Spinning Lidar still represent a significant percentage of that expense, but the servo motors are the real cost driving PITA. Unless you can 3d print or mass produce nice harmonic drive servos for a decent price, this is the primary reason shooting one of these guys full of holes costs $$$. Fortunately, the NVIDIA Tegra X1 has virtually solved the processing side of the equation, although not necessarily within the environmental ratings the DoD wants in its toys.

    • The 2d barcodes made the panic bar door opening less impressive.

      Now I understand Trump's call to barcode all Muslims.

    • Impressive??? Did you see the way it lifted and placed those boxes? That's exactly how you ruin your back! Don't believe me? Look at figure 5 https://www.osha.gov/SLTC/etoo... [osha.gov] You may not think OSHA guidelines are important, but I caused myself permanent damage doing exactly what that ever-so-foolish robot is doing.
  • by p0p0 ( 1841106 ) on Wednesday February 24, 2016 @03:26PM (#51576445)
    That engineer with the hockey stick in the video: https://www.youtube.com/watch?... [youtube.com]
    He is gonna be #1 on the robot overlords shit list.
  • Just imagine a thousand of these things coming at you with a gun. The birth of Skynet.
  • by Niris ( 1443675 ) on Wednesday February 24, 2016 @03:31PM (#51576495)
    "Being dicks to robots... for science!"
  • Anyone else think it was a bit ominous it leaving the building at the end?

    Still wish they programmed it to say "YOU HAVE TWENTY SECONDS TO COMPLY". I would've!
  • Kind of freaky... (Score:3, Insightful)

    by nycsubway ( 79012 ) on Wednesday February 24, 2016 @03:40PM (#51576551) Homepage

    So, this is neat and all... but where does it go next? Once these robots are mass produced and are able to build more of themselves, what happens after that? These robots can easily do nearly every job a person can do, but realistically at some point you will run out of jobs left for actual people. People still need something to do.

    • I think there will always be demand for real live humans in the porn industry!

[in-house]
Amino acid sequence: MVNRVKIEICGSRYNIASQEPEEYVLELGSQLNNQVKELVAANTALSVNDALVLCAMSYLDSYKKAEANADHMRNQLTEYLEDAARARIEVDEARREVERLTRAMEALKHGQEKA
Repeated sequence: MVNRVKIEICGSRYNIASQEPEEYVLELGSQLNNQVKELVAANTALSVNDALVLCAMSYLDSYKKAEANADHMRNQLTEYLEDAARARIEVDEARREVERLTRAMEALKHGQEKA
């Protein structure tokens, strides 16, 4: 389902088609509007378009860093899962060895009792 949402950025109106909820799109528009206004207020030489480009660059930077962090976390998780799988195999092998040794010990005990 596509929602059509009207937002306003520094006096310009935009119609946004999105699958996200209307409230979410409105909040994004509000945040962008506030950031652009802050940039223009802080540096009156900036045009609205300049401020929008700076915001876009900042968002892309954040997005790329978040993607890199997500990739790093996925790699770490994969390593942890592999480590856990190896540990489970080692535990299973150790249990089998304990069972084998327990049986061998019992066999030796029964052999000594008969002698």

• Don't be so sure.
    • by Fire_Wraith ( 1460385 ) on Wednesday February 24, 2016 @03:55PM (#51576667)
      Two general options (and variations thereupon):

      The first is some sort of shared wealth and prosperity, where the productivity of robots is shared such that nobody has to work for survival level needs. Luxury goods would still have value, and people would still be employed to create things, whether it be ideas, music, arts, entertainment, etc, probably on an entirely free market basis (think like the way successful Youtube or Twitch streamers work now).

      The second is some form of dystopia, where the productivity of robots is owned only by some, not everyone. Those people get rich and prosper, and everyone else who isn't so lucky scrapes to get by and not starve.

      That may seem a bit ridiculous, but consider that our present attitudes and values are still rooted in our history, dating back to times where we expected everyone to work, because it was necessary for survival. In a subsistence farming village, everyone needed to work, and freeloaders were dangerous parasites. But in a world where robots do all the work, to the point that there's enough food/shelter/etc for everyone, that paradigm no longer applies, and we need new ones, because the value of low skilled human labor will be so low that it's not enough to survive on.
      • I feel like Player Piano [wikipedia.org] should be required reading.

      • Taxation of robot factories to provide universal basic income will resolve that issue. Also owning just a few shares of these companies will pay high dividends. And since manufacturing cost will be super low, there will be enough competition to make sure that prices of goods are low so that the universal a basic income will go much further.